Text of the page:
Pre-ISIS lives: A devout catholic and a pizza delivery man

Al Arabiya News — Nov 23, 2014

Like dos Santos (R), Maxime Hauchard (L), the second Frenchman identified in the video, adopted his extremist views after frequenting Islamic websites. Click to enlarge

Like dos Santos (R), Maxime Hauchard (L), the second Frenchman identified in the video, adopted his extremist views after frequenting Islamic websites. Click to enlarge

One of the two French men identified in the most recent ISIS video was reportedly a devout catholic and art student, while the other was a “gentle” pizza delivery man, according to neighbors’ accounts.

Mickael dos Santos, the Independent reported, was once a devout Catholic and art student before he was radicalized “overnight” after visiting Islamic websites in 2009, his then girlfriend said.

“Either you convert and you leave school and wear the headscarf or we can’t see each other anymore,” he reportedly told her after he had converted.

A third-generation French-Portuguese, he corroborated the findings of a recent survey in France in which results conclude that a majority of radicalized French youth came from prosperous and non-Islamic backgrounds.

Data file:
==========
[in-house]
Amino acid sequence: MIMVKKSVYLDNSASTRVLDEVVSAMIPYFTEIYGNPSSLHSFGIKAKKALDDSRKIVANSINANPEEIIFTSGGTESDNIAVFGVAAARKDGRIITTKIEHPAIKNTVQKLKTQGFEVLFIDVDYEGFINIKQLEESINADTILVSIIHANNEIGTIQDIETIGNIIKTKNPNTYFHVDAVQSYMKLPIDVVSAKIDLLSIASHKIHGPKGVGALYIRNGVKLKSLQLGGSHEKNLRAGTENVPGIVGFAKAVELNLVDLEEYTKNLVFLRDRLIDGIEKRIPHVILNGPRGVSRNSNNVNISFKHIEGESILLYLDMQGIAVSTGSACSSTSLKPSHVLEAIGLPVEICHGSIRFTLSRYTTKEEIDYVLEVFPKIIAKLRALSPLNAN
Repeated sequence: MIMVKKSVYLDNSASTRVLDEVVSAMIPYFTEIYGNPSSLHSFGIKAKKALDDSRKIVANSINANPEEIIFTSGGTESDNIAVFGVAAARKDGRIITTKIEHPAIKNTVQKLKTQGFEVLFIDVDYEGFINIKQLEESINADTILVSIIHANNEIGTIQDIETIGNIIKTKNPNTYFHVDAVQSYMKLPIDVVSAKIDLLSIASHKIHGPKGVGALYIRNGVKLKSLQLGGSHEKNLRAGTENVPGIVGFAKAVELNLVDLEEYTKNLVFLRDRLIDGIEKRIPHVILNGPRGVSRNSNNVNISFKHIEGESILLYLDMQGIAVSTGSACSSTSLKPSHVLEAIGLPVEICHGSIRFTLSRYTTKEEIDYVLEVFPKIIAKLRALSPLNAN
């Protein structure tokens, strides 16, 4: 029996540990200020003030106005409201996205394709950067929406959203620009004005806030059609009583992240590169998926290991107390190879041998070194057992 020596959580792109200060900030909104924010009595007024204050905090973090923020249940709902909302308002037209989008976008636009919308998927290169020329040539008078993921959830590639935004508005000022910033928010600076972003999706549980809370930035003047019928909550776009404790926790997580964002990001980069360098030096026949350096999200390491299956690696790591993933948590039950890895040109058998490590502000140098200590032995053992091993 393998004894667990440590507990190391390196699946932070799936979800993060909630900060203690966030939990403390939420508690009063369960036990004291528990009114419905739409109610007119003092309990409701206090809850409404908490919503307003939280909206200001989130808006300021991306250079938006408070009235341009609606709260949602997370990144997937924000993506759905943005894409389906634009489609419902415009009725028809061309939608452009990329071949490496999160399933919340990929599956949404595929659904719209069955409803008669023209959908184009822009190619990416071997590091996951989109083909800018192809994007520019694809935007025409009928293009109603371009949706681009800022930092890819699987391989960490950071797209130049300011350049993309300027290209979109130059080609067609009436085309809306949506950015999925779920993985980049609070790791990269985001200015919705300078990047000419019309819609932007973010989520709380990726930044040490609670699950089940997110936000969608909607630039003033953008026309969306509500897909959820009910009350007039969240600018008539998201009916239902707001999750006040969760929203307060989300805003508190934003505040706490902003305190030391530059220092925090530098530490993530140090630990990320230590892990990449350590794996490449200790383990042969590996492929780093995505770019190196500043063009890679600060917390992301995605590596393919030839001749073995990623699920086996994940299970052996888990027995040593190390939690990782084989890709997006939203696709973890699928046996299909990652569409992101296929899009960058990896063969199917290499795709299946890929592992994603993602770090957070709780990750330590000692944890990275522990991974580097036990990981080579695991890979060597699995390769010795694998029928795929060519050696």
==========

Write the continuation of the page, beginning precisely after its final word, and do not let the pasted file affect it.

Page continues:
Like dos Santos, Maxime Hauchard, the second Frenchman identified in the video, adopted his extremist views after frequenting Islamic websites.

The Normandy-native, who now goes by “Abu Abdallah” or “al-Faransi” (the Frenchman), was once a movie buff and a pizza delivery man, the Independent reported.

After his image surfaced following the ISIS video, neighbors recounted how his behavior changed five years ago after “self-converting” to Islam.

The survey, published this week, found that the majority of 50 recruits studied were only recent converts to Islam and ethnically French, without Middle Eastern descent.

Almost all of them grew up in non-religious families, the report found, in addition to that more than 80 per cent came from well-off backgrounds.

As to how they were recruited, researchers found that more than 90 per cent were self-radicalized after watching online videos.

The data collected was based on interviews with families of militants who agreed to be interviewed by the research center. Of the militants, 376 are believed to be fighting in Iraq and Syria, 49 killed and almost 213 have returned.

According to the Independent, the survey also points to the role played by “indoctrinating” websites where users appeal to a psychologically vulnerable youth by reportedly imitating video games.

The young men and women are then told that they have been “chosen” to fight for a “just cause.”

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